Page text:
I sense that there is change afoot, fueled in no small measure by the rise of the Tea Parties and their attention to constitutional principles, which, after Tuesday's election, may make the prospects for meaningful communications policy reform more promising.

And here at FSF we'll keep working at it.

Monday, October 25, 2010

Maryland's Pension Liability Problems Require Reforms in 2011 Session

Maryland's Sustainability Commission has finally convened. Tasked by the Maryland Legislature to analyze the state's pension and retirement benefit liabilities situation and to make recommendations on how to sustain the state's pension and retirement benefits systems, the Commission now has two October meetings under its belt. And as the most recent Commission meeting presentations (available online) make clear, Maryland has a serious pension liability problem that is getting worse and which can't be ignored or solved by overly-optimistic investment returns.

A presentation to the Commission by the Department of Legislative Services' Office of Policy Analysis points out that Maryland pension liabilities are continuing to grow. Salary increases (including cost-of-living adjustments), a 2006 retroactive benefit enhancement that added $1.9 billion to the state's actuarial accrued liabilities, and rising life expectancies are all factors contributing to Maryland's approximately $31 billion dollar pension and retirement benefit liability deficit. Also a contributing factor is the state pension fund's annual asset investment losses of 5.4% and 20% in 2008 and 2009, respectively — significantly off from the system's optimistic asset investment return target of 7.75%. As the Office of Policy Analysis presentation concludes, it is already "too late" address the funding gap for fiscal year 2012. Rather, "[s]olutions designed to reduce current funding gap must address accrued liabilities."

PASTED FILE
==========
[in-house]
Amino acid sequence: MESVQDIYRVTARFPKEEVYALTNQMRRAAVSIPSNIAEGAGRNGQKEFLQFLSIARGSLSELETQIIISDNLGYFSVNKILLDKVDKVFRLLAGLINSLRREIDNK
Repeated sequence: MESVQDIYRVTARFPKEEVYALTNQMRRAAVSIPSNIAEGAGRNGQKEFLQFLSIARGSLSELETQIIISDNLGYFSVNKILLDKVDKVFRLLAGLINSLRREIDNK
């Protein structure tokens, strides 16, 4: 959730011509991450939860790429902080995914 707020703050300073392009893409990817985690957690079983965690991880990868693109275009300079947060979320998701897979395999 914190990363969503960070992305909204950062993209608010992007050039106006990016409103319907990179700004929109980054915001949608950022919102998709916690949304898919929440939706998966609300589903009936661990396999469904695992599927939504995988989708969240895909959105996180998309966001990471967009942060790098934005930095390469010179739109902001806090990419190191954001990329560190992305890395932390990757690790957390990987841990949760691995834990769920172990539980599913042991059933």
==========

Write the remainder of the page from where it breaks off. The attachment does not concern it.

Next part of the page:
Some of those solutions for addressing Maryland's growing pension and retirement benefit funding shortfalls have been discussed here in recent posts, including a transition for future employees from a defined benefit plan (where the benefit on retirement is determined by a set formula rather than investment returns) to a defined contribution plan (where the ultimate pension benefit is determined by investment returns).

Now, as a report at the Washington Examiner highlighted, a Commission meeting presentation by the Maryland Department of Budget & Management indicates that recently passed federal health care legislation and accompanying regulations will complicate, and perhaps restrict, pension reform efforts in Maryland. But whatever challenges new federal health care regulation poses, the Commission should not let those challenges derail the interim report it has been directed to issue to the Governor and Legislature in time for the 2011 Maryland legislative session. Although the Commission's Chairman was reported as expressing skepticism at its kickoff meeting over whether the Commission could meet its interim report deadline, an interim report doesn't need to define definitive solutions; it only needs to include initial steps for specific and actionable solutions that the Legislature has already put off for too long.